Saturday, April 30, 2011

Verbum Hodiernum: VIS

Today's word is the noun VIS, which is usually found only in the nominative (singular vis, plural vires) and in the accusative (singular vim, plural vires). You can sometimes find the ablative (singular vi, plural viribus). You can see the other forms in the dictionary entry. The form vim seems to be used in the English phrase "vim and vigor" (although the actual origin of that English phrase is not entirely certain!).

In addition to being a noun found in only a few forms, it's important to recognize the noun vis as opposed to the verb vis, the second-person singular form of volo. In context, it will be easy to tell the two apart - but you need to be prepared that vis could be either a noun or a verb!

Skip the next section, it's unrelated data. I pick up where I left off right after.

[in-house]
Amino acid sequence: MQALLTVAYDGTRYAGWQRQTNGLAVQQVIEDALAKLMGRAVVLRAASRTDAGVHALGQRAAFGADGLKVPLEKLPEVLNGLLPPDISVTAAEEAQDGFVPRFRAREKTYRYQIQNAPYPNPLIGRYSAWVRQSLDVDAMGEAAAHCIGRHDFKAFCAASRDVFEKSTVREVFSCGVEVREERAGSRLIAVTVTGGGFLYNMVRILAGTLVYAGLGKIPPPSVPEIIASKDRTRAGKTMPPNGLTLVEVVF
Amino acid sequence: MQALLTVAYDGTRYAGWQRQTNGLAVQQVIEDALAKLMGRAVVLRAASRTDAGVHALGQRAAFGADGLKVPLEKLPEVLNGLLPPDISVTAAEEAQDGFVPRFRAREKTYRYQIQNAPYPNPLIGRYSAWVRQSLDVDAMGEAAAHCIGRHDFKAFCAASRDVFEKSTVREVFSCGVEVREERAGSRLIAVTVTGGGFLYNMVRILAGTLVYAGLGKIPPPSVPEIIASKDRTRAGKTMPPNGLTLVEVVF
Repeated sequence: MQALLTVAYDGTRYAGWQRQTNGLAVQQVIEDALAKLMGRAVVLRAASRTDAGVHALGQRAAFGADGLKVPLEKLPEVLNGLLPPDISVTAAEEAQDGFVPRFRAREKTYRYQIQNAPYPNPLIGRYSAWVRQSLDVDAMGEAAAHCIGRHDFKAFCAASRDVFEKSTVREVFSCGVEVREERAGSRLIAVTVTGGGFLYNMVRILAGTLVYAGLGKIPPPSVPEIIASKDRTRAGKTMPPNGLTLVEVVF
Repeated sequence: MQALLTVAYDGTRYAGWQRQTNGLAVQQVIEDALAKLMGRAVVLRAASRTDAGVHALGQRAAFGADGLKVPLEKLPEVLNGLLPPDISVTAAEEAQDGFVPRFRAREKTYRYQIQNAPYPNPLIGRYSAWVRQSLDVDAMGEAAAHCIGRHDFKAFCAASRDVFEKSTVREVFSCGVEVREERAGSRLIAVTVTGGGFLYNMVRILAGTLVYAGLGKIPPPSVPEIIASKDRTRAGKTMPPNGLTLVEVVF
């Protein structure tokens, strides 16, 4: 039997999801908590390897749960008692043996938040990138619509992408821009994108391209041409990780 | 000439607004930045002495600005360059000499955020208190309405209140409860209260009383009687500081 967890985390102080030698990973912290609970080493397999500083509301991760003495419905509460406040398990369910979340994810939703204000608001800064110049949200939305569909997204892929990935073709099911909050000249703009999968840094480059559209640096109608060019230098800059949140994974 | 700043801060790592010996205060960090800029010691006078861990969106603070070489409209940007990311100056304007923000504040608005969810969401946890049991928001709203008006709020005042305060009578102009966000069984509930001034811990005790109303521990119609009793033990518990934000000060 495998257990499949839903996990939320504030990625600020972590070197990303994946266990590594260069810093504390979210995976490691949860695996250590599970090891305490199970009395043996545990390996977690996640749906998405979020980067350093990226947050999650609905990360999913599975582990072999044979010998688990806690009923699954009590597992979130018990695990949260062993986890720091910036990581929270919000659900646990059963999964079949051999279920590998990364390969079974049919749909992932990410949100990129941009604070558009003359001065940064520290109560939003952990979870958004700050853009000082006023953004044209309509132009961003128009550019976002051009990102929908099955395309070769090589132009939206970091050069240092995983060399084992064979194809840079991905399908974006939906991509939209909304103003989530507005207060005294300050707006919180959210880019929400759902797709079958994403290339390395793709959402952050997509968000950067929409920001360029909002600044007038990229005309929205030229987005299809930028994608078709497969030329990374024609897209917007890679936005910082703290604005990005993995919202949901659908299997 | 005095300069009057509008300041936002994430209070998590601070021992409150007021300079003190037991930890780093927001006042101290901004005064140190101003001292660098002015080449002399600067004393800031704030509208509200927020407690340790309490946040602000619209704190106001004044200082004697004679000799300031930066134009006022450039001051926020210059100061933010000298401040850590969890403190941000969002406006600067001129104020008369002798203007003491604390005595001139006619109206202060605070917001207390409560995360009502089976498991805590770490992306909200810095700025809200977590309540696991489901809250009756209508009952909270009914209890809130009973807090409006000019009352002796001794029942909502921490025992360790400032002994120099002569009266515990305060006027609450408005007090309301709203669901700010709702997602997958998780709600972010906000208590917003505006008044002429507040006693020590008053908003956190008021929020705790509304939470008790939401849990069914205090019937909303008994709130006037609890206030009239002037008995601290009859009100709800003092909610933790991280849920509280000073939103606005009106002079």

Here are some examples of today's word in Latin sayings and proverbs; for more information, see the page at the Scala Sapientiae, which contains notes on some of the proverbs cited below, as well as additional proverbs:

Vi verum vincitur.

Naturae vis maxima.

Non vi, sed virtute.

Fit via vi.

Magna vis auri.

Ratione, non vi.

Qui timet amicum, vim non novit nominis.

In corde spes, vis et vita.

Non vi, sed iure.

Contra vim non valet ius.

Vires hominis breves sunt.

Magna vis pecuniae.

Melior est sapientia quam vires.

Artem natura superat, sine vi, sine cura.

Ratio contra vim parum valet.

Vis legibus est inimica.

Magna vis necessitatis.

Contra vim mortis nulla herba in hortis.

Non prodest ratio, ubi vis imperat.

Magna est vis consuetudinis.

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